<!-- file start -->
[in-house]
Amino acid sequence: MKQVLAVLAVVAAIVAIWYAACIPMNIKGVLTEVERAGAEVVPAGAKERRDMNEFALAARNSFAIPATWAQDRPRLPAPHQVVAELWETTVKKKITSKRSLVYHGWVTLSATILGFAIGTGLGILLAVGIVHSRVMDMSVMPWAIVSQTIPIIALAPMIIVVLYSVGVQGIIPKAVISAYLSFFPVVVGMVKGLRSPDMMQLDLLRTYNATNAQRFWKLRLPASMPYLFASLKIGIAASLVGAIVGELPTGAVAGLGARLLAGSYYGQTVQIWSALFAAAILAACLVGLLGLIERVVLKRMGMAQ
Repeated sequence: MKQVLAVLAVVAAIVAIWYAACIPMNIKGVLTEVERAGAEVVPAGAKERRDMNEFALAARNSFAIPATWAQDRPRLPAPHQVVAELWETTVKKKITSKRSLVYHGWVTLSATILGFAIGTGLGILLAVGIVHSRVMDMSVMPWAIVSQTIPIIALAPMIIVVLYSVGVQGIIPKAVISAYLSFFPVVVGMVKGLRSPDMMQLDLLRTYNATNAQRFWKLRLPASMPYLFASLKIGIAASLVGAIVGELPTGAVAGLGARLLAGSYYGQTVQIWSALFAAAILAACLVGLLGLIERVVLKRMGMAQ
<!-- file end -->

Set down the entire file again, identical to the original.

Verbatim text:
[in-house]
Amino acid sequence: MKQVLAVLAVVAAIVAIWYAACIPMNIKGVLTEVERAGAEVVPAGAKERRDMNEFALAARNSFAIPATWAQDRPRLPAPHQVVAELWETTVKKKITSKRSLVYHGWVTLSATILGFAIGTGLGILLAVGIVHSRVMDMSVMPWAIVSQTIPIIALAPMIIVVLYSVGVQGIIPKAVISAYLSFFPVVVGMVKGLRSPDMMQLDLLRTYNATNAQRFWKLRLPASMPYLFASLKIGIAASLVGAIVGELPTGAVAGLGARLLAGSYYGQTVQIWSALFAAAILAACLVGLLGLIERVVLKRMGMAQ
Repeated sequence: MKQVLAVLAVVAAIVAIWYAACIPMNIKGVLTEVERAGAEVVPAGAKERRDMNEFALAARNSFAIPATWAQDRPRLPAPHQVVAELWETTVKKKITSKRSLVYHGWVTLSATILGFAIGTGLGILLAVGIVHSRVMDMSVMPWAIVSQTIPIIALAPMIIVVLYSVGVQGIIPKAVISAYLSFFPVVVGMVKGLRSPDMMQLDLLRTYNATNAQRFWKLRLPASMPYLFASLKIGIAASLVGAIVGELPTGAVAGLGARLLAGSYYGQTVQIWSALFAAAILAACLVGLLGLIERVVLKRMGMAQ